My favorite material was a crisp, starched organdy, which gave beautiful holes with charred edges.

As you can tell, it was easy to get into a zen of burning holes, and hard to stop.  I may be compelled to do more of this.


Update:  I'm linking this to Nina-Marie's blog, where each week you can check out what other fiber artists have been up to.

Thursday, July 24, 2014

Signs of the week

on the public toilets in the park in Oslo

Tuesday, July 22, 2014

Collage update -- the guest artist returns

In 2011 I wrote about a vacation with a five-year-old, how he was curious about my daily art project for that year and decided to adopt it for his own during our week at the beach.  Earlier this month I had the pleasure of spending time with him again -- now he's nine -- and again he was curious about my daily art project.  After watching me do my collage he wanted to do his own.

We both worked on the same "assignment" -- make a face by putting together parts from other images.  I was impressed that he was literally thinking outside the box, allowing the hair and beard to extend off the page.

The next day the assignment was to make a creature that was part human, part animal.

The next assignment was to find a scene, then put things of a different scale into it.  My daily collage showed a cow on the sofa, and his first one was also a living-room scene, but he quickly moved on to soccer, in the exciting final days of the World Cup.

I was so proud of his work, which I thought had sophistication you wouldn't expect from a nine-year-old.  For some time I've been flirting with the concept of collage "assignments" or "recipes" as a way to jump-start creativity, and this experience reinforces it.  If a kid can respond so brilliantly to a prompt, an adult might even be able to do the same.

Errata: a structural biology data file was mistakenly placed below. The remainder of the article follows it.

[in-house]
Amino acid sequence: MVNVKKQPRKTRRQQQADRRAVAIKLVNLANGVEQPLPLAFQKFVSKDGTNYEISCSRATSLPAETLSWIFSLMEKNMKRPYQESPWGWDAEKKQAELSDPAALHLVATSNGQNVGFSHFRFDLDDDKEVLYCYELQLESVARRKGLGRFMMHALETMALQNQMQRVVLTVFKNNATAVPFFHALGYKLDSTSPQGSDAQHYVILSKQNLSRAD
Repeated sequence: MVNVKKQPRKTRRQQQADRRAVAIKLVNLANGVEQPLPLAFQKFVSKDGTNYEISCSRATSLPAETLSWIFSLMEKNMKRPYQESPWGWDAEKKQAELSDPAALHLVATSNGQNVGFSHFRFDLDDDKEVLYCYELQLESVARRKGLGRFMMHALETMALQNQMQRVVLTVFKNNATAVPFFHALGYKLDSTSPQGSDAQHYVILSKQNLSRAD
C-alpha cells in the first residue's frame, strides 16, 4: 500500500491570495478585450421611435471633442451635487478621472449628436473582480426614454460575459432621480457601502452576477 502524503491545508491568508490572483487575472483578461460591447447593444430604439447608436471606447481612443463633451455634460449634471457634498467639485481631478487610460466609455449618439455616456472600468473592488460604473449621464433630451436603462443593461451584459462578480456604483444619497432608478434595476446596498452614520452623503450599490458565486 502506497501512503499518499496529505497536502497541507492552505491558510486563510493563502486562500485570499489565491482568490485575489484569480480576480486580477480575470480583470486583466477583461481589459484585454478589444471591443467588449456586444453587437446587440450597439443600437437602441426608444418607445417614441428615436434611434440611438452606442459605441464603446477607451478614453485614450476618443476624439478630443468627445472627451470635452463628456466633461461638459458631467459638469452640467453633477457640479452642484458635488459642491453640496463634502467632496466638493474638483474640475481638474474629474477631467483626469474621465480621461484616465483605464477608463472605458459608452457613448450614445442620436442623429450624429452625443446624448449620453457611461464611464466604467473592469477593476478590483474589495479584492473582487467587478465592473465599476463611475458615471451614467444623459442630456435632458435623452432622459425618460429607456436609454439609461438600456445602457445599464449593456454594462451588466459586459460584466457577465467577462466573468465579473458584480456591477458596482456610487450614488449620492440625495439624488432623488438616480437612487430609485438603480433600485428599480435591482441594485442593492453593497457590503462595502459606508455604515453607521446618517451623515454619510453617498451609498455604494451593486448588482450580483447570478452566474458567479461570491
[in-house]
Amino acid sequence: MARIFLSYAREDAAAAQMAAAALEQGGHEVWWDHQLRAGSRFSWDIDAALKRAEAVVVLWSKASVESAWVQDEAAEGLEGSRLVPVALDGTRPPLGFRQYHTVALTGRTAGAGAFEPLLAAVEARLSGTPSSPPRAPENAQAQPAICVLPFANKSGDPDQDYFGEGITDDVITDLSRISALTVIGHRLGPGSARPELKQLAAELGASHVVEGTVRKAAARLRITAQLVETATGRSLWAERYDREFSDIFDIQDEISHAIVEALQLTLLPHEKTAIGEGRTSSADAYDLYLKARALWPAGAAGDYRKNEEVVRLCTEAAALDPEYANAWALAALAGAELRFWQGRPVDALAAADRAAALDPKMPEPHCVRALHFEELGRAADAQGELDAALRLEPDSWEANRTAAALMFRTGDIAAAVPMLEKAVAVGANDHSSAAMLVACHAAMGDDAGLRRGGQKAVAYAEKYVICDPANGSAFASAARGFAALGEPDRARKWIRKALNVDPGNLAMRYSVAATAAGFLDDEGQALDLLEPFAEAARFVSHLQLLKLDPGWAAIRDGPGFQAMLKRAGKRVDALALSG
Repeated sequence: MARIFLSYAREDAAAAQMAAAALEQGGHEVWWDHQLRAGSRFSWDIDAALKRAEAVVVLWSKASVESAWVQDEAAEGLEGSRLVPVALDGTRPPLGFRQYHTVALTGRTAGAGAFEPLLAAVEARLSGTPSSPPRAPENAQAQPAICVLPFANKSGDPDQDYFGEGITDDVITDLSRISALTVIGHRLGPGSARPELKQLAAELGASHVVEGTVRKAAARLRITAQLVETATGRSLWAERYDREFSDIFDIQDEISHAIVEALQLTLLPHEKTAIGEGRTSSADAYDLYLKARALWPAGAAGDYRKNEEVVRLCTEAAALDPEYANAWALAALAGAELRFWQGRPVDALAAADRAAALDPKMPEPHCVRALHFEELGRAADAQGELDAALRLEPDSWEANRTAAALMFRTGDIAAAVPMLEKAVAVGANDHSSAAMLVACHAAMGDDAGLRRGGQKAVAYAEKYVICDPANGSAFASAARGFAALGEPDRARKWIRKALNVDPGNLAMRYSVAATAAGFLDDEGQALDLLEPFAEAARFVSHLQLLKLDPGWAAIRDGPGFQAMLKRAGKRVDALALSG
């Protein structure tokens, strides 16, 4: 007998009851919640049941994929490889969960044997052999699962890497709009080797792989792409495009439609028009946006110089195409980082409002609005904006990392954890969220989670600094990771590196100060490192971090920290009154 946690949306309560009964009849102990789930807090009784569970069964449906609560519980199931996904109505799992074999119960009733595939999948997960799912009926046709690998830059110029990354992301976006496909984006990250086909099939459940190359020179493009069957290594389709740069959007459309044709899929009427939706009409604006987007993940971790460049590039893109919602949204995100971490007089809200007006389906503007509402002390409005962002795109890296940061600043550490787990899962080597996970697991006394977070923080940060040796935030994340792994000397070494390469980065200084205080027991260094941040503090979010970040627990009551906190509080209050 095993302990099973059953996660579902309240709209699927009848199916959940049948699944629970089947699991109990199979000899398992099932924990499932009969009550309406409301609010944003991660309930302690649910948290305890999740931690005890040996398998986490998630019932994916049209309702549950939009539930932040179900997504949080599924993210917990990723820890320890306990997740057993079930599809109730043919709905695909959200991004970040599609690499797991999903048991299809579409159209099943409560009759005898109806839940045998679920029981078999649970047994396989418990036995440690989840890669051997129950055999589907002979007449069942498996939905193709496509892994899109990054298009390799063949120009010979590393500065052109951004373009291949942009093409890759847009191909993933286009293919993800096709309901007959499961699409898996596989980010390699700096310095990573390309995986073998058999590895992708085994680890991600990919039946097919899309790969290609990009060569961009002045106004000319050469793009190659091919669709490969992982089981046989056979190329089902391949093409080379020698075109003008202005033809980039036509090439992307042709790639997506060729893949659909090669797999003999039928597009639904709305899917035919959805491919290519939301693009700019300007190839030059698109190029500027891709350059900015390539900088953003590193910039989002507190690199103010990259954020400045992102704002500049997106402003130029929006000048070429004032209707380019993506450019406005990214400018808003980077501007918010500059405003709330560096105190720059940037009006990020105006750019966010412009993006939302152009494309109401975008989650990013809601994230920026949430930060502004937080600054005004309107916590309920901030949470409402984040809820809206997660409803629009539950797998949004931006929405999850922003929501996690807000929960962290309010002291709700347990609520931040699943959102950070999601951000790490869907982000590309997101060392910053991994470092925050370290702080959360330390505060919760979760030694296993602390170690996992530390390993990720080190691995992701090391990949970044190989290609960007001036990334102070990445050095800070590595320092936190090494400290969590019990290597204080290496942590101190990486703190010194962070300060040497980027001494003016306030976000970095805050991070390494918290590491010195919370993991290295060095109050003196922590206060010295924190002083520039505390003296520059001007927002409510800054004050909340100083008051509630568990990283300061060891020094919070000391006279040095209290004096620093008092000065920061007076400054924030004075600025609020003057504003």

Sunday, July 20, 2014

Photo suite 134 -- knock, knock

The traditional entry in Italy has double doors, with a matching pair of doorknobs or knockers.  Here are some of the more interesting ones:

Saturday, July 19, 2014

Collage update -- on the road

I wrote last week about some of the recurring themes in my daily collages, and now that I'm home from yet another trip, thought I would talk a bit about the theme of travel.  One of my criteria for daily art is that it has to be portable, so I can do it even if I'm away from home (thus, no painting or chainsaw sculpture).  With collage, I set off with blank cards, a scissors and a glue stick, and collect printed materials along the way.  As a result, the collages frequently incorporate maps or tourist info that make them a bit like journals or diaries.

Here are some examples:

Oslo: with the famous Gustav Vigeland statue of a little boy having a tantrum


Paris: Napoleon's tomb

Tuscany: a bottle of local wine

Don't you always find that even with a wonderful trip, the perfect length of vacation is about two days less than however long you have planned to stay?  I'm always happy to be heading home.

Friday, July 18, 2014

Good ideas in textiles

On my recent jaunt to Europe I noticed a nifty little quirk in the table linens we encountered in several restaurants -- the napkins have numbers woven into them.  Presumably intended for the home audience, so you can keep the napkins straight for a couple of days before you throw them in the wash.  But also fun to compare numbers in the restaurant while you drink your wine under the grapevine veranda in the sunset.

I can relate to that -- I love cloth napkins and after I haul them out for a special occasion, I want to keep mine for a while.  I know, that's why they invented napkin rings, but this is so much more subtle.

And speaking of subtle, how about sitting down to this elegant table, all in orange...

...until you open your napkin, and find it red on the inside, thanks to a double weave!

Tuesday, July 15, 2014